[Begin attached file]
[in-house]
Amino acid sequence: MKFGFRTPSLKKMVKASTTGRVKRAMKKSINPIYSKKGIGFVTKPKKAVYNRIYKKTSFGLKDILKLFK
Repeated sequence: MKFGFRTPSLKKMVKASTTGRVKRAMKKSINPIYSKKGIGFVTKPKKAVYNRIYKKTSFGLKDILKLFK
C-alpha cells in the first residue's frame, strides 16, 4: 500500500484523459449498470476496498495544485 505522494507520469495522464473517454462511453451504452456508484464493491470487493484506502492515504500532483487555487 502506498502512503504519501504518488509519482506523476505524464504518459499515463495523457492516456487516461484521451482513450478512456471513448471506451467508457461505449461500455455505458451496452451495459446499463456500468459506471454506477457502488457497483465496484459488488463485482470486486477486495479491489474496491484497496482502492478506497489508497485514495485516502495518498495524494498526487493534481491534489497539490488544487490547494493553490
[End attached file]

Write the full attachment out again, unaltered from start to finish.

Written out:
[in-house]
Amino acid sequence: MKFGFRTPSLKKMVKASTTGRVKRAMKKSINPIYSKKGIGFVTKPKKAVYNRIYKKTSFGLKDILKLFK
Repeated sequence: MKFGFRTPSLKKMVKASTTGRVKRAMKKSINPIYSKKGIGFVTKPKKAVYNRIYKKTSFGLKDILKLFK
C-alpha cells in the first residue's frame, strides 16, 4: 500500500484523459449498470476496498495544485 505522494507520469495522464473517454462511453451504452456508484464493491470487493484506502492515504500532483487555487 502506498502512503504519501504518488509519482506523476505524464504518459499515463495523457492516456487516461484521451482513450478512456471513448471506451467508457461505449461500455455505458451496452451495459446499463456500468459506471454506477457502488457497483465496484459488488463485482470486486477486495479491489474496491484497496482502492478506497489508497485514495485516502495518498495524494498526487493534481491534489497539490488544487490547494493553490